Kaname Chidori is a typical Japanese high school student who really doesn’t know what to make of her new classmate, Sousuke Sagara. He’s socially inept, very straight-laced, and rather gun-crazy. Little does she know that Sousuke is really a covert agent from the world-wide anti-terrorist organization, Mithril. And his assignment? To guard and protect her. To her, it just just seems he’s always hanging around, perhaps even stalking her. And what was he doing on her balcony that night?
Set on an earth with an alternate history, Full Metal Panic ably melds military action and shojo-style romantic plots for a series that is enjoyable by fans of many different anime tastes. The Soviet Union still exists as well as the Cold War, and mecha are employed by many agencies. But the real threat to the world comes from the existence of Black Technology. This technology makes advanced artificial intelligence, cloaking devices, and other science-fiction devices possible. And it’s created by those known as the Whispered, teenagers who possess an uncanny innate sense and psychic ability when it comes to technological devices. Kaname herself is unknowingly one of these Whispered, and at risk of kidnapping from any group looking to get the advantage in the arms race.
The first few episodes play out like a typical shojo romance, only lightly interspersed with military cuts as we see the actions of the mobile Mithril command center, the submarine Tuatha De Danaan, and its young commander Teletha “Tessa” Testarossa, another Whispered. But then Kaname is kidnapped on a class field trip to Okinawa, and Sousuke’s on hand to rescue her and the worlds collide. There are still a few episodes afterwards that stay strictly in the realm of shojo, but more and more Kaname and the viewer are caught up in the events of anti-terrorism. She also soon finds she just may have a romantic rival in the relationship she’s not sure she wants with Sousuke, none other than Captain Tessa herself. One of the pleasures of the series is watching how it seamlessly shifts gears from romantic comedy to sci-fi military action without skipping a beat.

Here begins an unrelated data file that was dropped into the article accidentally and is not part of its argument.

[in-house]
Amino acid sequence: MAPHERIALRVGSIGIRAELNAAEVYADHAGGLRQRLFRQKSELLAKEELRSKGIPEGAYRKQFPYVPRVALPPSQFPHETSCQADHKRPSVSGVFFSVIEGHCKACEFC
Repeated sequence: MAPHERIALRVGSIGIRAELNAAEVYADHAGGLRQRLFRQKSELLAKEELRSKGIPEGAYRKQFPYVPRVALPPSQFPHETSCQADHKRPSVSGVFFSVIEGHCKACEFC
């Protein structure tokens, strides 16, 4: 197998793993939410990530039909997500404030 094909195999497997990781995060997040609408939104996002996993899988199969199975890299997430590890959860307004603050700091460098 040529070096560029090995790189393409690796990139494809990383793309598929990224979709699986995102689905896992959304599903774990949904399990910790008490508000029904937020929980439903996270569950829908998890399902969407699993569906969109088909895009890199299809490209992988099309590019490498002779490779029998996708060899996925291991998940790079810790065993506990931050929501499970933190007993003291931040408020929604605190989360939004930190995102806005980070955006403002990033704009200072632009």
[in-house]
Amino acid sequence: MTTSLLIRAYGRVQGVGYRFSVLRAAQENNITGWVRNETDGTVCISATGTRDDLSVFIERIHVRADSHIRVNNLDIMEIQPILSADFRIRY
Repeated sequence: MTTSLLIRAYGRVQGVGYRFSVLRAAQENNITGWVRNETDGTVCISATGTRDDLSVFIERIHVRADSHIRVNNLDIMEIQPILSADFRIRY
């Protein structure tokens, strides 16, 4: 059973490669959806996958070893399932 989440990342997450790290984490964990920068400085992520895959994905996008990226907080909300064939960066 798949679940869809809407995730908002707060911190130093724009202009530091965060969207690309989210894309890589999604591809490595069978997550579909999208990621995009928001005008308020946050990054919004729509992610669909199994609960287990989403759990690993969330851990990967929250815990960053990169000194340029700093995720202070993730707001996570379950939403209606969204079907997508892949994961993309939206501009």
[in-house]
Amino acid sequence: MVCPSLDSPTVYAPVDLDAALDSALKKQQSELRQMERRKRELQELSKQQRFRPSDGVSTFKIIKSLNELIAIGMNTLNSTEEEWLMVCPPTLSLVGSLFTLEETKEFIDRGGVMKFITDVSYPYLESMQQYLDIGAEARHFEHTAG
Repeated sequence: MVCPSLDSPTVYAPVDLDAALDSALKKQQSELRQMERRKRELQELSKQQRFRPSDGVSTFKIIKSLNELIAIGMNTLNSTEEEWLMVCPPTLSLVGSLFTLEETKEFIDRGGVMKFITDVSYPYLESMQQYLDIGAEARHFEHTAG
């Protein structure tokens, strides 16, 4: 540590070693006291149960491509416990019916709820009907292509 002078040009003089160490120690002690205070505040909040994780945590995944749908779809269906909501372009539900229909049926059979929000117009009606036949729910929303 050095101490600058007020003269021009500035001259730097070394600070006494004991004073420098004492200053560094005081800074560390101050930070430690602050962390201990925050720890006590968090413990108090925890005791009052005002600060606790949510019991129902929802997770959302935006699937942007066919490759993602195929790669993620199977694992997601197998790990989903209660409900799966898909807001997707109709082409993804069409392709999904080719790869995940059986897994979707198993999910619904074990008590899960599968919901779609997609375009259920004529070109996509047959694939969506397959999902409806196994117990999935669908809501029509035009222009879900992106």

This time the animation is handled by Gonzo, the Japanese studio which has brought out such titles as Kaleido Star, Afro Samurai, and Samurai 7. Character design is a strong point in this series, where each character in the large cast has a unique style, yet still meshes with the world as a whole. The battle sequences are believable – well, as believable as mecha battles get – and the pace and detail of each situation will have viewers on the edge of their seat waiting for the climax. Voice acting is another highlight, and those who prefer the English dub track might hear a few familiar voices from Neon Genesis Evangelion, the series having first been dubbed for American audiences by the same company that brought out that title, the now-defunct ADV. FUNimation has now re-released this version, and deservedly so. There is some light fan service, mainly during a bath scene between Kaname, Tessa, and another female soldier, as well as the virginal-type of nude poses (common to many anime) taken on by Kaname as she goes into the ‘Whispered’ realm when interfacing with technology. All in all, it’s pretty understated and tame when compared to other titles.
There is something to like for all tastes in Full Metal Panic: Nuanced characterization, silly moments, an intricate and ever-changing storyline, and intense action, all ably depicted for us to enjoy on the screen. It would be an excellent addition to any library’s young adult shelf.
Full Metal Panic! the complete collection
directed by Yasuhiro Takemoto
600 minutes, Number of Discs: 3, Season set
Company Age Rating: TV-14
Related to: prose novel by Shoji Gatoh and manga by Retsu Tateo